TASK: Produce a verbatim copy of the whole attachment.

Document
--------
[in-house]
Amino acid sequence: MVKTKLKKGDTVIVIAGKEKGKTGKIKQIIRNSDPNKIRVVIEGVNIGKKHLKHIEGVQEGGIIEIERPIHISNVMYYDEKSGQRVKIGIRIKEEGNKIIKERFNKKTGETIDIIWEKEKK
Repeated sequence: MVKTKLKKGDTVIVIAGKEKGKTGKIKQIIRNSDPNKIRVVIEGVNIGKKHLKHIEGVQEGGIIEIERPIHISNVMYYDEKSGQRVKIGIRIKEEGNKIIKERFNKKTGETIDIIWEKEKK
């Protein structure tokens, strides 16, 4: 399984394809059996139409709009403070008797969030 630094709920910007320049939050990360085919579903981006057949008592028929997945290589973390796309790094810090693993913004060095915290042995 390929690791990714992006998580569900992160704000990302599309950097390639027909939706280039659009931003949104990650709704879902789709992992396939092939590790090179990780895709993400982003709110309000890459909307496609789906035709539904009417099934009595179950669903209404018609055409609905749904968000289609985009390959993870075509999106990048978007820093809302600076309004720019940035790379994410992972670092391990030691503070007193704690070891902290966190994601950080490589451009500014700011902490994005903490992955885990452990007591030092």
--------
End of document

[in-house]
Amino acid sequence: MVKTKLKKGDTVIVIAGKEKGKTGKIKQIIRNSDPNKIRVVIEGVNIGKKHLKHIEGVQEGGIIEIERPIHISNVMYYDEKSGQRVKIGIRIKEEGNKIIKERFNKKTGETIDIIWEKEKK
Repeated sequence: MVKTKLKKGDTVIVIAGKEKGKTGKIKQIIRNSDPNKIRVVIEGVNIGKKHLKHIEGVQEGGIIEIERPIHISNVMYYDEKSGQRVKIGIRIKEEGNKIIKERFNKKTGETIDIIWEKEKK
């Protein structure tokens, strides 16, 4: 399984394809059996139409709009403070008797969030 630094709920910007320049939050990360085919579903981006057949008592028929997945290589973390796309790094810090693993913004060095915290042995 390929690791990714992006998580569900992160704000990302599309950097390639027909939706280039659009931003949104990650709704879902789709992992396939092939590790090179990780895709993400982003709110309000890459909307496609789906035709539904009417099934009595179950669903209404018609055409609905749904968000289609985009390959993870075509999106990048978007820093809302600076309004720019940035790379994410992972670092391990030691503070007193704690070891902290966190994601950080490589451009500014700011902490994005903490992955885990452990007591030092």